MY WORK & ME|Biography
Growing up in Zurich in the 1940s as the daughter of the painter and graphic artist Hans Tomamichel, drawing and painting were part of my life, as well as sewing clothing for my dolls and making fabric collages. Materials for art were always available in our home. I designed paper dolls and used them to play theater. In my teen years, while learning in a  professional dressmaking school (3 years), I also became interested in creating jewelry with enameling on copper and silver.
My family was German-speaking, and after school I attended classes in French and Italian, two of Switzerland's other official languages. My education also included study in England for the Cambridge Lower Certificate and then fashion design. I worked in that field until I married and my son was born in 1967.
In 1977 a magazine competition launched my dollmaking career. My entry was a slim BJD with 13 joints. This doll was one of the 500 chosen for an exhibition from the 2500 that had been submitted. This success encouraged me to continue, but I felt I needed more training in figurative sculpture and painting, so I returned to art school. In 1983 an exhibition with porcelain dolls led me to take a workshop in making reproductions, where I mastered working with slip and ceramic painting. The next step was creating my original clowns, some with musical instruments and others wearing elaborate Rococo costumes. Their stuffed cloth bodies had wire armatures and were set in a pose. They were well received at various European doll shows and conventions.
I attended the NIADA (National Institute of American Doll Artists, USA) conference in 1987 through invitation of Gail Enid Zimmer. Contact with the artists I met there was very inspiring. My newest efforts were small editions of porcelain babies and children.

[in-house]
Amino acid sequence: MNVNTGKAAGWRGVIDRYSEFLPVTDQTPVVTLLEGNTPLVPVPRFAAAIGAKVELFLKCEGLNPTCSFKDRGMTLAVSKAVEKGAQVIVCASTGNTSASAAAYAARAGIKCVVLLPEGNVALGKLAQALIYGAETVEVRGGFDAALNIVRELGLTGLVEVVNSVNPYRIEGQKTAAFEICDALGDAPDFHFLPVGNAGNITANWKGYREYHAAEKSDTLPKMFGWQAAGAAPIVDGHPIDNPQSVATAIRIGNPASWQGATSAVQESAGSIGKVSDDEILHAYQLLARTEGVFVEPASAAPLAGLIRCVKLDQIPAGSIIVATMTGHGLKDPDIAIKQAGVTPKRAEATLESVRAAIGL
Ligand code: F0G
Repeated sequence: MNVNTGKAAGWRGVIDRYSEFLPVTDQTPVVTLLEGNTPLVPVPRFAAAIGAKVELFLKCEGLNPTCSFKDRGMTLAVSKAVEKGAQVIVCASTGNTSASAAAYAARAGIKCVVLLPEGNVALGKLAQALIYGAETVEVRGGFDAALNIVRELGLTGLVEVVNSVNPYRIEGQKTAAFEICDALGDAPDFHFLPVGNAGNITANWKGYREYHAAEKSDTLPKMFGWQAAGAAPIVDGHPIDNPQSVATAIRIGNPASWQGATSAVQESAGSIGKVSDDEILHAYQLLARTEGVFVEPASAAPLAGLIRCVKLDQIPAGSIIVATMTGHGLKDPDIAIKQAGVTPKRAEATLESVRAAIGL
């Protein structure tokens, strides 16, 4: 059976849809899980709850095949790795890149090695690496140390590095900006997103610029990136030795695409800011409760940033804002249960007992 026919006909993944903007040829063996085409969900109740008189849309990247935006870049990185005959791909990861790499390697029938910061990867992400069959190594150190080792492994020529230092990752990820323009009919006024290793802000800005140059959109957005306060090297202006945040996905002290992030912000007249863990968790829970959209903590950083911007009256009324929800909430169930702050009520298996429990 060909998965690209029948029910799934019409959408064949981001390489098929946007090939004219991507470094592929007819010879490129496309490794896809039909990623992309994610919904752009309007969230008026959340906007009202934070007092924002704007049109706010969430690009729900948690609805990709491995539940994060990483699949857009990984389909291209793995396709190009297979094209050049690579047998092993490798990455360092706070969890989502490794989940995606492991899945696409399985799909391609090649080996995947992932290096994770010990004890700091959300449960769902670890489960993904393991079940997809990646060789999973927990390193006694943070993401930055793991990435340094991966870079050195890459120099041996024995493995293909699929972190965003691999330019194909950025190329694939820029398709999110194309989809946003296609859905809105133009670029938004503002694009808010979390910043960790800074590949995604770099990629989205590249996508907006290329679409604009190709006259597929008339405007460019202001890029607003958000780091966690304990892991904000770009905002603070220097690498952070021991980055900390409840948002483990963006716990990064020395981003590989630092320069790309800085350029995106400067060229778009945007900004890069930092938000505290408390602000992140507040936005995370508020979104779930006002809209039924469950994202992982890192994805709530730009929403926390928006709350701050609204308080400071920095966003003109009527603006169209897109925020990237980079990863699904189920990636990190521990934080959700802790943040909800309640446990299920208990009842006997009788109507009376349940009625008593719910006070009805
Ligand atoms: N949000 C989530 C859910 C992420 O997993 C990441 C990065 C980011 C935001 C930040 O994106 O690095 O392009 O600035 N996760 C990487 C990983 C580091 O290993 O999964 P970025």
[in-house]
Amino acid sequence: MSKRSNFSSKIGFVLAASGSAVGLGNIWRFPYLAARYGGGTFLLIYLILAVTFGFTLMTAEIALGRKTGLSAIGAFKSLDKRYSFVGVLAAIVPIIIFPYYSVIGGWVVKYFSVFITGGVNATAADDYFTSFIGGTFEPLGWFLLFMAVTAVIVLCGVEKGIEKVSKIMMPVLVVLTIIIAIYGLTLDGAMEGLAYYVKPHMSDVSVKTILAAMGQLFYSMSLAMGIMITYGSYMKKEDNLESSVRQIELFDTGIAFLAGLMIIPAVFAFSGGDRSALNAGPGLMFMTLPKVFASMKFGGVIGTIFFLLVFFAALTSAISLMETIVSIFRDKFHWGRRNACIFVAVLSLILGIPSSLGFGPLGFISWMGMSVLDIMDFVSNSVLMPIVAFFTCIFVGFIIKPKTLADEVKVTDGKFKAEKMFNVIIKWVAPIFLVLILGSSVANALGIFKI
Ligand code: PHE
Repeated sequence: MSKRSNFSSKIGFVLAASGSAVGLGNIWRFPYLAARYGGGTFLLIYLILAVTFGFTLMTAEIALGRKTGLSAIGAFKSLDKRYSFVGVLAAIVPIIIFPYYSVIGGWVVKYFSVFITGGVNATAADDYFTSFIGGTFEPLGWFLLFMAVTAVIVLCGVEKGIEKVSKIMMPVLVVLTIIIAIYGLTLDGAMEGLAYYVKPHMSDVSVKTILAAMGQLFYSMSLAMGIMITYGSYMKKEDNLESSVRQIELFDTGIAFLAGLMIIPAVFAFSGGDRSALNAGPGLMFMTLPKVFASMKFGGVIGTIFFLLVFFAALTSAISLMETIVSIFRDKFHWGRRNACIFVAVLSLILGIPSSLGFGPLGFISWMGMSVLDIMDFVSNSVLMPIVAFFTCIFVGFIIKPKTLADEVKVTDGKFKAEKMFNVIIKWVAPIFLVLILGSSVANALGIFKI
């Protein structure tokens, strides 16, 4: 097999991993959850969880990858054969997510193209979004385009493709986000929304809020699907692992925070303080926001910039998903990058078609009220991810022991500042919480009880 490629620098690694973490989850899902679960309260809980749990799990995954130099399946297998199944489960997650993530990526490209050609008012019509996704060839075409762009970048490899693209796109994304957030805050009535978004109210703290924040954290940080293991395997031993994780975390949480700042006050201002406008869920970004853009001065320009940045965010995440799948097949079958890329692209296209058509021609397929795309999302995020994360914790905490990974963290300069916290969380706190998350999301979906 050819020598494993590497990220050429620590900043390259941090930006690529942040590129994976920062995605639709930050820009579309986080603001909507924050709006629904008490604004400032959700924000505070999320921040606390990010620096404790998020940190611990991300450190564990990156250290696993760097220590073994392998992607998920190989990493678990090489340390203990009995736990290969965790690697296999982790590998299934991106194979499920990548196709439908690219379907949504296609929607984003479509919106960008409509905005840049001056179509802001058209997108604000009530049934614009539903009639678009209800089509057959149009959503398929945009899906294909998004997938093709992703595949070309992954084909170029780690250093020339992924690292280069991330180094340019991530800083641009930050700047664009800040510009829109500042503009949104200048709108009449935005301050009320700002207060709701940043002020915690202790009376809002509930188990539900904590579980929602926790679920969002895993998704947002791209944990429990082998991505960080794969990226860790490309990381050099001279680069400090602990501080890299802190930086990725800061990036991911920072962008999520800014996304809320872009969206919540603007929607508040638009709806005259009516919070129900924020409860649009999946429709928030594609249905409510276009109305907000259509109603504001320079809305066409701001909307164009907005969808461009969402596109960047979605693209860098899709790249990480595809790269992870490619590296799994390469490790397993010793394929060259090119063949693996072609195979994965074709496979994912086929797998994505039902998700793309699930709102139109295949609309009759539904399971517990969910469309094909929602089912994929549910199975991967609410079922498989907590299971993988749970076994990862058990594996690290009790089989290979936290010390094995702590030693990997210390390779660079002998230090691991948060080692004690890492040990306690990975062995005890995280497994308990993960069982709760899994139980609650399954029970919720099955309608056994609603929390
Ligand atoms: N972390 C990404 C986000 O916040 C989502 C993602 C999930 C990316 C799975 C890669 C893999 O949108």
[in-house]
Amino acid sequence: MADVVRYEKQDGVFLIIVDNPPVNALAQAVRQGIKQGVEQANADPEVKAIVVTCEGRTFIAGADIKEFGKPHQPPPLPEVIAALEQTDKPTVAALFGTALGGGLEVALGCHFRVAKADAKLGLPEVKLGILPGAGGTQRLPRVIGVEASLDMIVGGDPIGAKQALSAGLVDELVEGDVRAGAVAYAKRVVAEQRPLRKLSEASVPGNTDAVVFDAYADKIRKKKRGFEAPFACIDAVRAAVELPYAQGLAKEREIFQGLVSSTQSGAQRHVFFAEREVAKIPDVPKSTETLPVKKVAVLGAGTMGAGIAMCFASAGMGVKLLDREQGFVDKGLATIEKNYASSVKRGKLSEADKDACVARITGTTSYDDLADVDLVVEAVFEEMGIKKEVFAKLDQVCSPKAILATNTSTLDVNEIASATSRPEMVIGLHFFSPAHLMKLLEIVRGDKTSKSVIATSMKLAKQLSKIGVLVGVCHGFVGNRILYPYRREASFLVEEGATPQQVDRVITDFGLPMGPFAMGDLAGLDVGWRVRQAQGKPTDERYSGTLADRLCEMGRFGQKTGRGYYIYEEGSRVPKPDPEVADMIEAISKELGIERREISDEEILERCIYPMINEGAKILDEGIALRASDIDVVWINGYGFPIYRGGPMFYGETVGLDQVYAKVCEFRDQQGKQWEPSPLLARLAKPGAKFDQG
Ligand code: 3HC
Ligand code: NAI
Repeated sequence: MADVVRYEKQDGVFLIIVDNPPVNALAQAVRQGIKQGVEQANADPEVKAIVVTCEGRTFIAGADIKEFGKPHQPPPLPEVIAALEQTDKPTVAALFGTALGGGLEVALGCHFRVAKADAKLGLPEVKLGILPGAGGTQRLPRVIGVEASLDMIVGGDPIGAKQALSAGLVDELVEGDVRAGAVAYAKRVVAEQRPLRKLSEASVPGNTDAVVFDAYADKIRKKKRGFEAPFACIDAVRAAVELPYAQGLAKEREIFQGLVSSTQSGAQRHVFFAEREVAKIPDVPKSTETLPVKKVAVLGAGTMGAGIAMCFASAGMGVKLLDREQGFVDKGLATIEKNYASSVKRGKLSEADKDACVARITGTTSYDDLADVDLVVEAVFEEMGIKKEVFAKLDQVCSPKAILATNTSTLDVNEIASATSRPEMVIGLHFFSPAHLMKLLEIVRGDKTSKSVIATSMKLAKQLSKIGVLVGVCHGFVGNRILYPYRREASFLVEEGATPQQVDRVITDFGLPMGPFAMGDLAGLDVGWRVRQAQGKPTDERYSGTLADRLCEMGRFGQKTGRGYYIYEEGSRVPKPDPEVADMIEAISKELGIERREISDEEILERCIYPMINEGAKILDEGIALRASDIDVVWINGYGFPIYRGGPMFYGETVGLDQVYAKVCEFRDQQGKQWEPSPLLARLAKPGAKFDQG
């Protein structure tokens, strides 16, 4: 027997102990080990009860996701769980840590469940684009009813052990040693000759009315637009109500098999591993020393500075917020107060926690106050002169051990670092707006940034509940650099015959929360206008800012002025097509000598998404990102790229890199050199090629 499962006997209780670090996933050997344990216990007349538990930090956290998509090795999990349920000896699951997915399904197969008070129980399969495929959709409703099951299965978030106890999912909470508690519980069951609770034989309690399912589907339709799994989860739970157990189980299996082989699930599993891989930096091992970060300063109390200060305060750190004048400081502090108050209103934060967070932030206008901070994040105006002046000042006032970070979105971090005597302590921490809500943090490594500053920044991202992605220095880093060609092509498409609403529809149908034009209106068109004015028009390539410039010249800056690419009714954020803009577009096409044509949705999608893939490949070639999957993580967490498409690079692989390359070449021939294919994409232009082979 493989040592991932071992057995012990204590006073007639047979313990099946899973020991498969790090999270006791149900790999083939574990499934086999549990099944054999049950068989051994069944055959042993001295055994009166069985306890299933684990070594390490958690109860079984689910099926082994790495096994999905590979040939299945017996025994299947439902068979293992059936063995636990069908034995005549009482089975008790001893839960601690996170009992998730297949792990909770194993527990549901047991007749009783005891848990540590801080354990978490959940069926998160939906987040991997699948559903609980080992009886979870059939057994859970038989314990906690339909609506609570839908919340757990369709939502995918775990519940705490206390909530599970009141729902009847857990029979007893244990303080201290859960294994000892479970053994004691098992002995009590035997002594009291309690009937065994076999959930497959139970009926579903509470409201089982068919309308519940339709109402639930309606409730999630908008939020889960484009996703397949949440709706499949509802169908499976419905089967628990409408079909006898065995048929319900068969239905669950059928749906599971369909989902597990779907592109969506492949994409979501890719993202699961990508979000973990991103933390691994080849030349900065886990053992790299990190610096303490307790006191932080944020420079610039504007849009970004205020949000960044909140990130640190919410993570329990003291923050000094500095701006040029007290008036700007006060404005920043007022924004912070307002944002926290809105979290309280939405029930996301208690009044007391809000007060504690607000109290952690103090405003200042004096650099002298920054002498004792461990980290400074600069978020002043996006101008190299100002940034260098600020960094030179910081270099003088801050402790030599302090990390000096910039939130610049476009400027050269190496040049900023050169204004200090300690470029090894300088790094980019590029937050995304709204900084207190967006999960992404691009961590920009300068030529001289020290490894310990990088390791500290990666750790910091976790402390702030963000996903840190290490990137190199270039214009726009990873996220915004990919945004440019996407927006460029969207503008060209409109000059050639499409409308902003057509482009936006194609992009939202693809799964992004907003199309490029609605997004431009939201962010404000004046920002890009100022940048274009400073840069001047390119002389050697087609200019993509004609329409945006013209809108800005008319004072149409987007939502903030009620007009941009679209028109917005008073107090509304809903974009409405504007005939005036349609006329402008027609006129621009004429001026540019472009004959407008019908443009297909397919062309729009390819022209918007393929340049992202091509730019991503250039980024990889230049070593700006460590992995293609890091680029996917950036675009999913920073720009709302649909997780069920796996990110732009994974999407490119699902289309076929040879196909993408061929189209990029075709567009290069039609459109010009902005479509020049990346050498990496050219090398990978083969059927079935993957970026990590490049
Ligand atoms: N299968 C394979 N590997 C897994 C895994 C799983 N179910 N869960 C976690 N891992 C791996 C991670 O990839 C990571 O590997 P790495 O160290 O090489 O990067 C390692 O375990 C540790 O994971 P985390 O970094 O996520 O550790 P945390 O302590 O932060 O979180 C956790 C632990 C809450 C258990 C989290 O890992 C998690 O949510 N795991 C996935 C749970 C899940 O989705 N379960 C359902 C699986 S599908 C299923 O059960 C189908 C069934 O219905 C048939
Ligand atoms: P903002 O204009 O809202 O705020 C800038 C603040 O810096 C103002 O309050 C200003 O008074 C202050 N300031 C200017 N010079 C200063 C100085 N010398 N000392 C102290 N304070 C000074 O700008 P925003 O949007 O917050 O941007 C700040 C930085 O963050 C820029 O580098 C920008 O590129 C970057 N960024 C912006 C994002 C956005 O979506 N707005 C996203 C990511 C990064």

Changing direction again, in 1991 I started making the monochromatic white figures with blue eyes that have become my trademark. Dolls with a theme and gnomes were a new fascination too. At that time I also invented stands that are unobtrusives.
In 1992 I was accepted as the fourth foreign member of NIADA.
A series of people “waiting“ (starting 1996) became popular and was easily identified as my work. 
My newest dolls are one-of-a-kind figures.  When my husband Henry passed away I transferred my sculpting skill into producing an angel for his tomb, which was cast in bronze.
I have enjoyed experimenting with styles and a variety of mediums and now use Paperclay®, Sculpey® and Super Sculpey®, sometimes in combination. My bodies are once again soft sculpted on a wire armature or fully modeled. I love the entire process of creating a doll, from sketching, collecting materials, creating the bodies, modeling, painting, costuming and fashioning their accessories.
Ideas come to me from many directions, and sometimes I am invited to give form to a particular theme. For example, for an exhibition in 2012 the museum in my father's village in Ticino in Switzerland (Walserhaus Bosco/Gurin) asked me to make dolls representing local myths and legends from their oral traditions. I spent four years producing 20 dolls. For more information on this exhibition chose